No, really. I’m serious.
So today — just for a change — I want to be an ornery cuss, and buck this trend.
I want to speak in praise of routine.
Ingrid and I just got back from a vacation in which, for complicated reasons that I won’t bore you with, we stayed in five different rooms, in three different homes and hotels. All throughout that trip — and for several days after getting back home from it — my daily routine was seriously disrupted.
And this put rather a crimp in my life. The vacation was great, for all the reasons that vacations are great. But it was also disruptive: even more so than a regular vacation where you stay in one or two places. And in the week or so that I’ve been back at home trying to get back into my groove, my style has been rather cramped. The loss of my routine has made my life less lively, less joyful, less present and mindful. Finally settling back into that routine has been a relief… and it’s enabled me to live my life more fully.
And I screw things up. I forget to bring my lunch to work. I leave my wallet on the sofa. I lose my workout notebook. All of which takes even more time and mental energy to deal with.
That’s time and mental energy that I don’t have to spend on things like, say, writing. Talking with friends. Pondering the nature of existence. Looking at trees.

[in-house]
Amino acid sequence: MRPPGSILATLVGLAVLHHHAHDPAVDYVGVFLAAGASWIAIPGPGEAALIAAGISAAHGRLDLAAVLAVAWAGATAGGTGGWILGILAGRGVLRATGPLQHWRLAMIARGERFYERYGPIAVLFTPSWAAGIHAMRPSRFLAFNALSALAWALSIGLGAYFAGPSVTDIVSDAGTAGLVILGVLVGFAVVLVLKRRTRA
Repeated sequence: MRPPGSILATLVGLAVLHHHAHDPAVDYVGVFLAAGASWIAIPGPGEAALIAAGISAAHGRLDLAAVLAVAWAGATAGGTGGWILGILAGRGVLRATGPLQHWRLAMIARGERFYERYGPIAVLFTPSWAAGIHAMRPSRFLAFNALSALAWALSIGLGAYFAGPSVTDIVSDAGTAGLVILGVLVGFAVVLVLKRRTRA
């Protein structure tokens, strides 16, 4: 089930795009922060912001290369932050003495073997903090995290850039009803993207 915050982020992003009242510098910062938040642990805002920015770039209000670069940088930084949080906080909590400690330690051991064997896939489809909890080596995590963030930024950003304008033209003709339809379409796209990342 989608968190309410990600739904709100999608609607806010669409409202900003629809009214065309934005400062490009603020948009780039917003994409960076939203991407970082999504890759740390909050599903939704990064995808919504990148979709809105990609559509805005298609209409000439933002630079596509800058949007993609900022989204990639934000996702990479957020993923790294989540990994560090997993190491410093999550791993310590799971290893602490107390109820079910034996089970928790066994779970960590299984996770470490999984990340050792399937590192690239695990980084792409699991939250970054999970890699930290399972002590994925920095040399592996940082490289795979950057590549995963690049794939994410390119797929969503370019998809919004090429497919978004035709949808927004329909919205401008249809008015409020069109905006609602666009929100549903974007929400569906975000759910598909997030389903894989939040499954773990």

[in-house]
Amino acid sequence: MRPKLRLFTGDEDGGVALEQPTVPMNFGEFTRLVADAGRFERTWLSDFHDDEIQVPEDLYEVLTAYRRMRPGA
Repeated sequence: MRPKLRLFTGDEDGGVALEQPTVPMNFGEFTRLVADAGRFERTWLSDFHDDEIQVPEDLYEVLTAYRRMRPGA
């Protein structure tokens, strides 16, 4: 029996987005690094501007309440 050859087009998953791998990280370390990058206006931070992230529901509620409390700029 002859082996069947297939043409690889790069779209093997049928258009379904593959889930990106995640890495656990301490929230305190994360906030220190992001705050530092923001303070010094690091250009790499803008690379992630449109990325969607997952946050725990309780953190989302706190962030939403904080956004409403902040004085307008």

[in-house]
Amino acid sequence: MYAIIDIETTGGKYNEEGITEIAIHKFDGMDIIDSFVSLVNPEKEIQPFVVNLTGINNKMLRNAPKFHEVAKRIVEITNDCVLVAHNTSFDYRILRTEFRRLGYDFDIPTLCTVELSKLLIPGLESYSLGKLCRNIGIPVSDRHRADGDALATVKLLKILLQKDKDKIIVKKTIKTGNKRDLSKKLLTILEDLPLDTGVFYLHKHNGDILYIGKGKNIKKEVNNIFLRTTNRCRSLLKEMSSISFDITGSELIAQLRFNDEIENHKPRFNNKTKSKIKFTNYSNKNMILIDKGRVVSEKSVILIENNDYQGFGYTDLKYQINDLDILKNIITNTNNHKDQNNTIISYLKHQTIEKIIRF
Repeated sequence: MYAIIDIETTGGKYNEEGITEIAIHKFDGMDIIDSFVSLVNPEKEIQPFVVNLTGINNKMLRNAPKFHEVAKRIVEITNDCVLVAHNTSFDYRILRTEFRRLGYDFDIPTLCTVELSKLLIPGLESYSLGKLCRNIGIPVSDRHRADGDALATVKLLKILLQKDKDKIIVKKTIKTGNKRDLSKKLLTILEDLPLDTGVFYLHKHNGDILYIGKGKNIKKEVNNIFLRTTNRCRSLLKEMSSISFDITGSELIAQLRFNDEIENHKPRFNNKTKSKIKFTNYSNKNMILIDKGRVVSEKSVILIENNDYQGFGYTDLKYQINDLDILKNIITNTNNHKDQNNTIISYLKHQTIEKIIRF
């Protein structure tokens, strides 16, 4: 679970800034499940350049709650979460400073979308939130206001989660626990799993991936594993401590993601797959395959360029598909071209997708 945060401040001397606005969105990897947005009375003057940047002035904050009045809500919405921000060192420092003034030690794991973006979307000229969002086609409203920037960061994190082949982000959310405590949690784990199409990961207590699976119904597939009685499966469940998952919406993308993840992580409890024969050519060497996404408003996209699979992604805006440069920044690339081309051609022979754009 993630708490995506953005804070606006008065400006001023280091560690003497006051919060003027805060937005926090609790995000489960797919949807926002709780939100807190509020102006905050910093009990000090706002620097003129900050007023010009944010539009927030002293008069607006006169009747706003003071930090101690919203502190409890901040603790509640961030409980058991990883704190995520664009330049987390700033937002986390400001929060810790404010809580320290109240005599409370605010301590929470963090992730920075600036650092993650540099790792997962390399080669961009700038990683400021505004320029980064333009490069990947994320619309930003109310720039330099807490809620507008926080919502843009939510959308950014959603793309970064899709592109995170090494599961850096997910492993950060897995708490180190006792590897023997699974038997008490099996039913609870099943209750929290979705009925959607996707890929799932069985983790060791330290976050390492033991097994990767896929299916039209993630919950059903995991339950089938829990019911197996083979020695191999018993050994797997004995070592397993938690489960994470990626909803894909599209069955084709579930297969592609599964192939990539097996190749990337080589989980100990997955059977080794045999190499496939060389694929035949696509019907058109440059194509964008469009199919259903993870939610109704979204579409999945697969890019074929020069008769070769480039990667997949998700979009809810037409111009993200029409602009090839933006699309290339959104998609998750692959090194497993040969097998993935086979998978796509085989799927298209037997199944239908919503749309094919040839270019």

Plus it’s an irritant. And getting irritated every half an hour because you lost your workout notebook and can’t find your underwear is probably not the best state of mind for a present, mindful, fully-lived life.
(Side note: I think it’s funny that many of the people who deride routine are the same people who praise ritual, and bemoan the lack of it in our rushed modern society. If I call brushing my teeth and journaling my workouts a ritual instead of a routine, can I get my alt-culture cred back?)
But… well, actually, I think that’s my point. I don’t think it’s up to us to judge other people for having a happy balance point between rigidity and chaos that’s different from ours.
Yes, too much routine — whatever “too much” means for you — can be tedious and stultifying. Yes, doing the same things day in and day out can lead you to space out from your life instead of engaging you with it. Yes, we need to be willing to try new things, and to make room in our lives for surprises. Yes, we need to not be so attached to our routine that we’re afraid to ever let go of it.
But I have a limited amount of time on this earth. I would really rather not spend it figuring out where I put my underwear.